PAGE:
Costs and Benefits of Improving Tuberculosis Control: The Case of Thailand
Holger Sawert*, Mario C. Raviglione, Pasakorn Akarasewi, Paul P. Nunn, สุคนธา คงศีล, Vallop Payanandana
Central Chest Clinic, Tuberculosis Division, Ministry of Public Health, 611 Bamrungmuang Road, Bangkok 10100, Thailand.
The study evaluates the economic costs and benefits of improving tuberculosis control interventions in Thailand. Provider costs are determined on the basis of marginal treatment costs for varying case numbers and estimates of the cost of required infrastructure changes. Indirect costs are calculated as income lost due to morbidity and premature mortality. An epidemiological model is used to calculate case numbers and mortality under current control conditions and a scenario of improved control. An improved control strategy initially leads to a higher number of detected cases. For longerprojection periods, the epidemiological impact of curing a higher proportion of infectious sources results in lower case numbers than those expected without programme improvement. Model simulations show a reduction of total annual case numbers through improved control measures by an average 45% after a simulation period of 20 years. The corresponding societal savings in form of reduced indirect costs from the disease are U.S.$2.4 billion. Reductions in direct provider costs can be expected as a result of decreased numbers of detected cases for longer evaluation periods, as well as a lower proportion of multi-drug-resistant cases. The mean value of predicted savings is U.S.$8.3 million. Since this value is likely to be higher than the required investment in improved infrastructure, net savings can be expected. The result of an uncertainty analysis shows a wide range of potential additional costs or net savings with respect to direct provider costs. Indirect cost calculations show net savings for all parameter values.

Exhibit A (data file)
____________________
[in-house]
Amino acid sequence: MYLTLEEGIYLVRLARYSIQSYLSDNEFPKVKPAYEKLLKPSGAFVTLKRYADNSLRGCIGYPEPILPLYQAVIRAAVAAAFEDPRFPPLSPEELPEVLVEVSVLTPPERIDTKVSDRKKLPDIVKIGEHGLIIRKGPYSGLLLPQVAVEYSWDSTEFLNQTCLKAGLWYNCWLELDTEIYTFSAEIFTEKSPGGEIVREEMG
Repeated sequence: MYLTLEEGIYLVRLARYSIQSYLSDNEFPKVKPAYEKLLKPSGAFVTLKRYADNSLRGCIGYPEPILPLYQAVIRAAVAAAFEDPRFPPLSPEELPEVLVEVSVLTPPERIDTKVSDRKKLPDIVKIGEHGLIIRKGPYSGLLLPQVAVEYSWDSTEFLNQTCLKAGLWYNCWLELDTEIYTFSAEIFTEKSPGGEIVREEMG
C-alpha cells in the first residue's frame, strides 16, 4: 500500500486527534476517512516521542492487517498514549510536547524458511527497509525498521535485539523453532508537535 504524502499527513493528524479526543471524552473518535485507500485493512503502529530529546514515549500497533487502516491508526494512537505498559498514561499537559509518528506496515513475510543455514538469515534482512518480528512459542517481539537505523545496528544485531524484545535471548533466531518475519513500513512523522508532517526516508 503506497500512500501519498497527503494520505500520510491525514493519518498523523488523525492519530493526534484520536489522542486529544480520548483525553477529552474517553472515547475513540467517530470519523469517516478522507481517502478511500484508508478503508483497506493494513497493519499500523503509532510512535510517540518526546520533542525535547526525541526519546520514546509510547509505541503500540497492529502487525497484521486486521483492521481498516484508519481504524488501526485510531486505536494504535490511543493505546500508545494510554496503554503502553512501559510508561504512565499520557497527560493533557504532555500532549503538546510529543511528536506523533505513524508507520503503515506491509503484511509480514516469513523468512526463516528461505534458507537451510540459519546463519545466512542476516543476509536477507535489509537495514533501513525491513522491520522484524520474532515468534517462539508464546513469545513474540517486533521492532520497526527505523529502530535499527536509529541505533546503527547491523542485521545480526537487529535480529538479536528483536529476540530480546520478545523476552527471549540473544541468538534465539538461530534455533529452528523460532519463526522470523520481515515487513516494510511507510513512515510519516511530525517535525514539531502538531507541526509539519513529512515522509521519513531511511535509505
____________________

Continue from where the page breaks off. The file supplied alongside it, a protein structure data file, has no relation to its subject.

Social Science and Medicine ปี 2540, June ปีที่: 44 ฉบับที่ 12 หน้า 1805-1816